Working your whole life, supporting your family, getting the children through school and college, walking your daughter down the aisle, entering retirement, and having saved enough money to travel the world and enjoy new experiences are the goals many of the elderly have dreamt of much of their lives. Instead of living their dreams, the elderly – those 65 and older – have become a target of crime. The United States Department of Justice reports that “persons 65 or older experienced about 2.1 million criminal victimizations.” Most of these crimes were committed as robberies and thefts so the perpetrator could get money. During these crimes, 33% of the elderly victims were injured with 9% of the injuries being serious, 19% received medical care and 14% needed hospital care. Most of the assault crimes against the elderly were done by strangers, 52%, but surprisingly acquaintances committed 36% (US Department of Justice, 1994).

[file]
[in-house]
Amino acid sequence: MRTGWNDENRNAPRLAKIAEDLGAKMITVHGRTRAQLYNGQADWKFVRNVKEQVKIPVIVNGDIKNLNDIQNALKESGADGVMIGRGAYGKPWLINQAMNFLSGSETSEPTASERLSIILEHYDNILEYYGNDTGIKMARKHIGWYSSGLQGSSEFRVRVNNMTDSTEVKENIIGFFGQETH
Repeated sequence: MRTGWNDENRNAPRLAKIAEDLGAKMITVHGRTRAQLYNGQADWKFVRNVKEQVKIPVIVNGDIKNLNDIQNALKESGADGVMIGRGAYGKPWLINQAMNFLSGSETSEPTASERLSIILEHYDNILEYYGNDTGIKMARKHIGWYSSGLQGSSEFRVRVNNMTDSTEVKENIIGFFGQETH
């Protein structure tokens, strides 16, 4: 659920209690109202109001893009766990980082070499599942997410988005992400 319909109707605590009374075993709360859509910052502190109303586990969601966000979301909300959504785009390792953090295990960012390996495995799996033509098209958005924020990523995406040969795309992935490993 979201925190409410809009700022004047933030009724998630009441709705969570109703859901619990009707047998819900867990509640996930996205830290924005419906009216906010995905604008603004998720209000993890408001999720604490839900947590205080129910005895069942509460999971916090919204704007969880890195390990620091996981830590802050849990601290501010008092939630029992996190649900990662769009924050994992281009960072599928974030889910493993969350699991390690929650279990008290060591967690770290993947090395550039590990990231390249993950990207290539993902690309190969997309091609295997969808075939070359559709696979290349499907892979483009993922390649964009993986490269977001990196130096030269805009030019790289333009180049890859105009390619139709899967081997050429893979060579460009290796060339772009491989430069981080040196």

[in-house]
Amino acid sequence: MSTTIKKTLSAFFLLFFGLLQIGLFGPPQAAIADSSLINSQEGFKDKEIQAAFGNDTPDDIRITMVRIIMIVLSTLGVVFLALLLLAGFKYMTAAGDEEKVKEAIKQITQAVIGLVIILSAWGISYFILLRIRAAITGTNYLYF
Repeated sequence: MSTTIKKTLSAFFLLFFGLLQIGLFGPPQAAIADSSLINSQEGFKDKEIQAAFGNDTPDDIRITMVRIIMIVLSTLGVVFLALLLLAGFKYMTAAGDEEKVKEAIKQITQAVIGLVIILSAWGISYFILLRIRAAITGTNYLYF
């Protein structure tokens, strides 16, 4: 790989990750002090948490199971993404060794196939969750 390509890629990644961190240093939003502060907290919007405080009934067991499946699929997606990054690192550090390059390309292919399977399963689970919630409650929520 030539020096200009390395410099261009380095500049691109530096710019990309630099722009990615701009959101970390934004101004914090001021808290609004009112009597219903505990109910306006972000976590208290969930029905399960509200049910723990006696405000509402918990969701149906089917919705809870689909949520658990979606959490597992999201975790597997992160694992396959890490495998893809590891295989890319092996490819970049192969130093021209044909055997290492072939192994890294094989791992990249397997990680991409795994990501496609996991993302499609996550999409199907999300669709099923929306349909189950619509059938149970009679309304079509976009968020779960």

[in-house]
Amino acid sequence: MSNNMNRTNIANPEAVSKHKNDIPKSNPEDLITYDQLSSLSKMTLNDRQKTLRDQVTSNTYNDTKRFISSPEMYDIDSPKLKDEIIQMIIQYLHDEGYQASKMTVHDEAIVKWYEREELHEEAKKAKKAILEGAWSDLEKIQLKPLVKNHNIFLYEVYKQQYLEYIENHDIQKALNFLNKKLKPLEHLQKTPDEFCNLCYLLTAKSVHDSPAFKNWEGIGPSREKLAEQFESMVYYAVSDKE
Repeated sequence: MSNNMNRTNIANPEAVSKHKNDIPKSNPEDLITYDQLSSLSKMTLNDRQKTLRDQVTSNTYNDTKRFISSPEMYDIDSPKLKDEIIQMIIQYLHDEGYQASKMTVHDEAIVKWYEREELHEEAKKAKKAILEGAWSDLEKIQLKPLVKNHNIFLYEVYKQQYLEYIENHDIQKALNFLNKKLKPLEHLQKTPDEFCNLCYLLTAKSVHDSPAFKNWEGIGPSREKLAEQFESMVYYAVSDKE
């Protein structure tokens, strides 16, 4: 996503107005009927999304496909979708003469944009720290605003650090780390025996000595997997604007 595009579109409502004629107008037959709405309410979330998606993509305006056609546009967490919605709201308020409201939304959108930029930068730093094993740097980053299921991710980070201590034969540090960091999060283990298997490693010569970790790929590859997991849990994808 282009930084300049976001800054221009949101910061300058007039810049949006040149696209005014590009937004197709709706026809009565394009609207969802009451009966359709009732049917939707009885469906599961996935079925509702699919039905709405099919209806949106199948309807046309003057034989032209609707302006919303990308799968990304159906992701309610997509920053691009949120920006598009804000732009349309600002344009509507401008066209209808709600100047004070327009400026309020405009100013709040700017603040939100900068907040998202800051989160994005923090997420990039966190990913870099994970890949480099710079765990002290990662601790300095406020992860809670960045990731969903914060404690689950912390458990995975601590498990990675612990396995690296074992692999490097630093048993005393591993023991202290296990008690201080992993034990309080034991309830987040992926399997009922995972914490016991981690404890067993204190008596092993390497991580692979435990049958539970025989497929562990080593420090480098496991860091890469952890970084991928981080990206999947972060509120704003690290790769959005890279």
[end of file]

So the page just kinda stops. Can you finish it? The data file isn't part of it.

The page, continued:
These victimizations occur across many cultural and gender lines. For example, elderly men are victims more so than elderly women, Blacks are more likely to be victims than whites, elderly persons who are separated or divorced are victimized more than any other marital status, and elderly city residents are more likely to be victims than those who live in rural areas (US Department of Justice, 1994). Older adults who had experienced a violent crime were more likely than those with physical and cognitive impairments to enter a nursing home” (Beck, 2010) in order to reduce fear.
Crime is just one way that the elderly are victimized. When an elderly person is mistreated or neglected by either a caregiver, relative or friend they are also a victim. This mistreatment can include being abused, whether it is in the threats or actual physical violence, dealing with verbal abuse, having their finances exploited, or violating their individual rights. The people who treat elders like this are abusers, and may be the person responsible for...
Please join StudyMode to read the full document